Teaching my kids – Part 7: Allowance and learning money

I will be writing some posts to try to educate my kids. I know they are still very young (5 and 7) but it is never too early to start. And they can read these blog posts later on in life πŸ˜‰ (This is probably the case, because they don’t speak or read English very well at this moment – You got to love an understatement!).

This is another blog post to keep the β€œsnowball of knowledge” rolling.

I think when you educate kids about money, they will benefit from it for the rest of their lives. Or as the saying goes: β€œWhat is learned in the cradle is carried to the tomb”. And to educate your kid is your responsibility as a parent.

I know, it is a hard task, and most of the time very rewarding! But what do you learn them about money? How do you let your kids get acquainted with money? Are you letting them make mistakes? Etc. Lots of questions and no straight answers. This because a lot of answers are possible. And do you do the right things? That question cannot be answered. You have to wait when they grow up and see how they are doing.

I try my best, and yes I make mistakes. But everything I do, I do with love and devotion (with the best interest for my kids in mind).

In this post I try to tell you what my principles and rules are about allowance.

  1. They get allowance every week
  2. The height of the allowance depends on their age
  3. They get their allowance in cash, so they can feel and look at the money. And by doing this they get acquainted with is
  4. They get their allowance every week at the same time
  5. We made rules about spending their allowance
  6. They have to save at least 50% of their allowance
  7. A couple of times a year we take their piggybanks to the bank to deposit their savings.
  8. The other 50% they can use as they choose to. But when they have spent it, they have to wait till next week to get some more. (So absolute no lending money! Or paying in advance)
  9. Their allowance is not used as reward or punishment.
  10. When my kids have regrets about what they did with their money, it is no big deal. That is the way they learn. You can say; they paid learning money
  11. Saving is fun. And it is important to set goals. So we help them to make them.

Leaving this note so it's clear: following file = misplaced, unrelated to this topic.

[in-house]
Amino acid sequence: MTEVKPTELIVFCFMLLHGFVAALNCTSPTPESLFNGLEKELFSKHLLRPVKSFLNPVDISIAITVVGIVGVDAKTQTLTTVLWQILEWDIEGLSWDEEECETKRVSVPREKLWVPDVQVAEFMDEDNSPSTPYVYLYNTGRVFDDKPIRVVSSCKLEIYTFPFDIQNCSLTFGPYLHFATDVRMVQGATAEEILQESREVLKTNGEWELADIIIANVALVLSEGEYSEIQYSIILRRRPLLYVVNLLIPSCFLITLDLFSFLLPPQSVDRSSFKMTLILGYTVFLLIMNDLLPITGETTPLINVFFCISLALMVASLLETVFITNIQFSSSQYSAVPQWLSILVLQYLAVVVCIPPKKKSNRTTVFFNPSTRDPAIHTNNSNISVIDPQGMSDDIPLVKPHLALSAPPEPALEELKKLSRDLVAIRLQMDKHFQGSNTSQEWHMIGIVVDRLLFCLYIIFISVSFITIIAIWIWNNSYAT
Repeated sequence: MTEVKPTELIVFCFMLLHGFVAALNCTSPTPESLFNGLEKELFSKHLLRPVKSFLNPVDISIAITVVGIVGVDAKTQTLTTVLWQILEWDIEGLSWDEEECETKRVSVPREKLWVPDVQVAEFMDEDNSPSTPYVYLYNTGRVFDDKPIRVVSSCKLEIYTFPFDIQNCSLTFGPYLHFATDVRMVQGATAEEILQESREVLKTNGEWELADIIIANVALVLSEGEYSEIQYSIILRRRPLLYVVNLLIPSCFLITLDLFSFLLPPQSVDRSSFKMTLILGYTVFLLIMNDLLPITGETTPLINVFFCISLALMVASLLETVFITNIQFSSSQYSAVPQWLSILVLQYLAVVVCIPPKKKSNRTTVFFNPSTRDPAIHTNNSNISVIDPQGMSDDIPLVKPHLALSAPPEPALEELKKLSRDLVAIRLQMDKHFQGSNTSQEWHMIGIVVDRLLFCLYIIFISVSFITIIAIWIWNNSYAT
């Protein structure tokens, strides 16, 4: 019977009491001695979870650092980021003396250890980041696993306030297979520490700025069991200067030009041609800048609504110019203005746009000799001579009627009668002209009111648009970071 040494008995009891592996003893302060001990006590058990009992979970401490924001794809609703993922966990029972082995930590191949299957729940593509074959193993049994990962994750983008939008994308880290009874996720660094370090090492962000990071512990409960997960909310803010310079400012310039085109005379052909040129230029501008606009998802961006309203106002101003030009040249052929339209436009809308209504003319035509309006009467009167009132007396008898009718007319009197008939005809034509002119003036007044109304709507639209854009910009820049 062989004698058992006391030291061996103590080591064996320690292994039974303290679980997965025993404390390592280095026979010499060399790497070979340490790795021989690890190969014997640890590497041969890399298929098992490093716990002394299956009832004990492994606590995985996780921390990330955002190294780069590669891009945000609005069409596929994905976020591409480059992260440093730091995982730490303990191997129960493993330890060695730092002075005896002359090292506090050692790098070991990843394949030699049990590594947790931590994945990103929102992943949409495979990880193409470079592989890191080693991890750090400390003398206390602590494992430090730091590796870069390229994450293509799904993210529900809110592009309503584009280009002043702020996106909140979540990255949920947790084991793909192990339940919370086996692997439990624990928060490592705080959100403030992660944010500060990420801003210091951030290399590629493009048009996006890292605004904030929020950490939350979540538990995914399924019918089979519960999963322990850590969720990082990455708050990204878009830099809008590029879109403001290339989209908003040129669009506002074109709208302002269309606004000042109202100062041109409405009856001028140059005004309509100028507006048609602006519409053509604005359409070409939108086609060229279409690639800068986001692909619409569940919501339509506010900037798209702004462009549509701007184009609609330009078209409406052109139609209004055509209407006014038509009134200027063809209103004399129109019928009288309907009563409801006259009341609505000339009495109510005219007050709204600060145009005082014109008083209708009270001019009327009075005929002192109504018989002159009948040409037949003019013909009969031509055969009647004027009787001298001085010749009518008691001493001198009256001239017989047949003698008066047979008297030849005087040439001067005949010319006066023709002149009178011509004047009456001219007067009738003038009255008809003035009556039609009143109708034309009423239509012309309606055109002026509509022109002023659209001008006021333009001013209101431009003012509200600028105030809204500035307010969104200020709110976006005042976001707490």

This is my seventh blog post about teaching my kids. I hope my kids at the age of say 18, have all the financial knowledge I’m having right now. This would be a huge advantage for them! And that’s why I started these blog post series.

Did have principles or rules about allowance. Or did you have them when you were young? I like to hear from you.

And will you help me to get the β€œsnowball of knowledge” rolling?



5 thoughts on “Teaching my kids – Part 7: Allowance and learning money

  1. Stalflare

    Ciao Pollie,
    So you do not use the money as a form of reward/punishment? What if they do something REALLY WRONG (in general, not with money), wouldn’t be the allowance something that you could use to teach them something? As you know I do not have kids so probably it’s the worst thing to do, but I am curious to know why you decided to leave it out of a possible punitive measure…

    Ciao ciao


    1. Polliesdividend Post author

      If they do something really wrong, I think it is not good to punish them by withholding their allowance. The feel must be good. And If you us it for punishment it will got a different feel to it.

      They can do choirs and earn extra money. So there is the lonk between work and money.



  2. ambertreeleaves

    One thing we are considering is to have a minimum list of household work to do to qualify for allowance… This way, they know you need to work to get something as well.

    I do trust that our kids will want to get the allowance. We would also allow them to spend half on what they want. I see candy as the prime go-to for their cash…

    This September, the oldest goes to the first grade. that looks to be a good timing to start. the youngest will be more than frustrated… not sure how we will deal with that

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